renaming_a_boat
Motor Yachts for Sale

I once knew a man in Florida who told me he’d owned 24 different yachts and renamed every single one of them. “Did it bring you bad luck?” I asked. “Not that I’m aware of,” he said. “You don’t believe in those old superstitions, do you?” Well, yes. Matter of fact, I do. And I’m not alone.

Actually, it’s not so much being superstitious as being v-e-r-y careful. It’s an essential part of good seamanship. Some years ago, when I wanted to change the name of my newly purchased 31-foot sloop from Our Way to Freelance, I searched for a formal “denaming ceremony” to wipe the slate clean in preparation for the renaming. I read all the books, but I couldn’t find one.

What I did learn, though, was that such a ceremony (of renaming a boat) should consist of five parts:

an invocation,
an expression of gratitude,
a supplication,
a re-dedication,
and a libation.
So I wrote my own short ceremony: Vigor’s inter-denominational denaming ceremony. It worked perfectly.

I’ll give you the exact wording of Vigor’s denaming ceremony, but first

you must remove all physical traces of the boat’s old name before renaming a boat. Take the old log book ashore, along with any other papers that bear the old name. Check for offending books and charts with the name inscribed. Be ruthless. Sand away the old name from the lifebuoys, transom, topsides, dinghy, and oars. Yes, sand it away. Painting over is not good enough for renaming a boat. You’re dealing with gods here, you understand, not mere dumb mortals. If the old name is carved or etched, try to remove it or, at the very minimum, fill it with putty and then paint it over.
And don’t place the new name anywhere on the boat before the denaming ceremony is carried out; renaming a boat requires precise actions . That’s just tempting fate.
How you conduct the ceremony depends entirely on you. If you’re the theatrical type, and enjoy appearing in public in your yacht club blazer and skipper’s cap, you can read it with flair on the foredeck before a gathering of distinguished guests. But if you find this whole business faintly silly and embarrassing, and only go along with it because you’re scared to death of what might happen if you don’t, you can skulk down below and mumble it on your own. That’s perfectly OK. The main thing is that you carry it out. The words must be spoken.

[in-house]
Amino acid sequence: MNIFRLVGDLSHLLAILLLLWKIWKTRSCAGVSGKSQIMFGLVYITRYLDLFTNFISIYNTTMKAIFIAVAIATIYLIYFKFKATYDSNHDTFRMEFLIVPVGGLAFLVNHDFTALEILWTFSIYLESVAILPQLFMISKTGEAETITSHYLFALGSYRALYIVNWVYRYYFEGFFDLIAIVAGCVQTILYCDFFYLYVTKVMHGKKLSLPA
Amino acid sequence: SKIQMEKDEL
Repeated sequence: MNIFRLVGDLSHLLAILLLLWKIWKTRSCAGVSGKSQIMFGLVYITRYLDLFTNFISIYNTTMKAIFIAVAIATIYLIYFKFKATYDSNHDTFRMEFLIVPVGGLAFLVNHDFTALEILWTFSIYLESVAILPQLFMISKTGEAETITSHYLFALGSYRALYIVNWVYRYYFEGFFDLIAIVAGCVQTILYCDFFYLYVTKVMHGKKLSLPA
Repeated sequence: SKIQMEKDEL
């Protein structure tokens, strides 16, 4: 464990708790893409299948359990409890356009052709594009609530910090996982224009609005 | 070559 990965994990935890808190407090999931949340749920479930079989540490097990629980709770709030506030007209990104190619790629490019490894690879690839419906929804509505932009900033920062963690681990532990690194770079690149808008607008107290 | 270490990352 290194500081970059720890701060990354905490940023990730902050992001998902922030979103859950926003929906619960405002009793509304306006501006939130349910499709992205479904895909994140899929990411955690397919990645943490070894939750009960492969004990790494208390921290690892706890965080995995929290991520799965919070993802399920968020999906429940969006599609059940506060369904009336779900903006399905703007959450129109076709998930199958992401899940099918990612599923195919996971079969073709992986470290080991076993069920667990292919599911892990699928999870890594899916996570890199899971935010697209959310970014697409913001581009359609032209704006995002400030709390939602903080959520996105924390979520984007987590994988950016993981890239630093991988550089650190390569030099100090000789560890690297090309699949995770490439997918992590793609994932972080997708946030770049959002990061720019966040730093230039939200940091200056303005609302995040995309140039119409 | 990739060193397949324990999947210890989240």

There are two things to watch out for here. Don’t use cheap-cheap champagne, and don’t try to keep any for yourself. Buy a second bottle if you want some.
Use a brew that’s reasonably expensive, based on your ability to pay, and pour the whole lot on the boat. One of the things the gods of the sea despise most is meanness, so don’t try to do this bit on the cheap.
What sort of time period should elapse between this denaming ceremony and a new naming ceremony? There’s no fixed time. You can do the renaming right after the denaming, if you want, but I personally would prefer to wait at least 24 hours to give any lingering demons a chance to clear out. Afterwards you can pop the cork, shake the bottle and spray the whole of the contents on the bow.
When that’s done, you can quietly go below and enjoy the other bottle yourself.

Vigor’s Denaming Ceremony

In the name of all who have sailed aboard this ship in the past, and in the name of all who may sail aboard her in the future, we invoke the ancient gods of the wind and the sea to favor us with their blessing today. “Mighty Neptune, king of all that moves in or on the waves; and mighty Aeolus (pronounced EE-oh-lus), guardian of the winds and all that blows before them: “We offer you our thanks for the protection you have afforded this vessel in the past. We voice our gratitude that she has always found shelter from tempest and storm and enjoyed safe passage to port. “Now, wherefore, we submit this supplication, that the name whereby this vessel has hitherto been known _____, be struck and removed from your records. “Further, we ask that when she is again presented for blessing with another name, she shall be recognized and shall be accorded once again the selfsame privileges she previously enjoyed.” In return for which, we rededicate this vessel to your domain in full knowledge that she shall be subject as always to the immutable laws of the gods of the wind and the sea. “In consequence whereof, and in good faith, we seal this pact with a libation offered according to the hallowed ritual of the sea.”

Christening Ceremony

After a boat is denamed, you simply need to rename it using the traditional christening ceremony, preferably with Queen Elizabeth breaking a bottle of champagne on the bow, and saying the words:

“I name this ship ___________, and may she bring fair winds and good fortune to all who sail on her.”

This article was taken from Good Old Boat Magazine, Volume 2, Number 4, July/August 1999 and BOATUS.com

5Share
0Share
2Tweet
0Pin